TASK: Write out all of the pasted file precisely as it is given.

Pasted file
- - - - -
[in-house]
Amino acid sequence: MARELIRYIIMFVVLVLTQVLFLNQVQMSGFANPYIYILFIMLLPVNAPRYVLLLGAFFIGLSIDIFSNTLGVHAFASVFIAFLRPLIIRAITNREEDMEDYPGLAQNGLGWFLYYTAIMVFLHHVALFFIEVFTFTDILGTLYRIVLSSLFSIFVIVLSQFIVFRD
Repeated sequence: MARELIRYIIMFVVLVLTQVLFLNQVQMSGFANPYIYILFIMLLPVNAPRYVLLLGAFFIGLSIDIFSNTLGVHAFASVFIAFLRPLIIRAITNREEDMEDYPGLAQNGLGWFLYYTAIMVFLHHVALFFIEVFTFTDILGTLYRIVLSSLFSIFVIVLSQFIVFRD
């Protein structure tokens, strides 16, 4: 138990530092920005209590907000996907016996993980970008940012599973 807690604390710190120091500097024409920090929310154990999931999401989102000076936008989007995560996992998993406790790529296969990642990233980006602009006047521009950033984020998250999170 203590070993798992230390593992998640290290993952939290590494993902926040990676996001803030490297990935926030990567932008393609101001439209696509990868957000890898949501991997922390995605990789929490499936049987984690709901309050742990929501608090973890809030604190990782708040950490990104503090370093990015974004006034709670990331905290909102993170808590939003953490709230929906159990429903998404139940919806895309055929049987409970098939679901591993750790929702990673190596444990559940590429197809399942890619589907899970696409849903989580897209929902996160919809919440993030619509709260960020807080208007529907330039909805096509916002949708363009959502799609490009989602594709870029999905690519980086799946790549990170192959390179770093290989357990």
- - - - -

[in-house]
Amino acid sequence: MARELIRYIIMFVVLVLTQVLFLNQVQMSGFANPYIYILFIMLLPVNAPRYVLLLGAFFIGLSIDIFSNTLGVHAFASVFIAFLRPLIIRAITNREEDMEDYPGLAQNGLGWFLYYTAIMVFLHHVALFFIEVFTFTDILGTLYRIVLSSLFSIFVIVLSQFIVFRD
Repeated sequence: MARELIRYIIMFVVLVLTQVLFLNQVQMSGFANPYIYILFIMLLPVNAPRYVLLLGAFFIGLSIDIFSNTLGVHAFASVFIAFLRPLIIRAITNREEDMEDYPGLAQNGLGWFLYYTAIMVFLHHVALFFIEVFTFTDILGTLYRIVLSSLFSIFVIVLSQFIVFRD
């Protein structure tokens, strides 16, 4: 138990530092920005209590907000996907016996993980970008940012599973 807690604390710190120091500097024409920090929310154990999931999401989102000076936008989007995560996992998993406790790529296969990642990233980006602009006047521009950033984020998250999170 203590070993798992230390593992998640290290993952939290590494993902926040990676996001803030490297990935926030990567932008393609101001439209696509990868957000890898949501991997922390995605990789929490499936049987984690709901309050742990929501608090973890809030604190990782708040950490990104503090370093990015974004006034709670990331905290909102993170808590939003953490709230929906159990429903998404139940919806895309055929049987409970098939679901591993750790929702990673190596444990559940590429197809399942890619589907899970696409849903989580897209929902996160919809919440993030619509709260960020807080208007529907330039909805096509916002949708363009959502799609490009989602594709870029999905690519980086799946790549990170192959390179770093290989357990």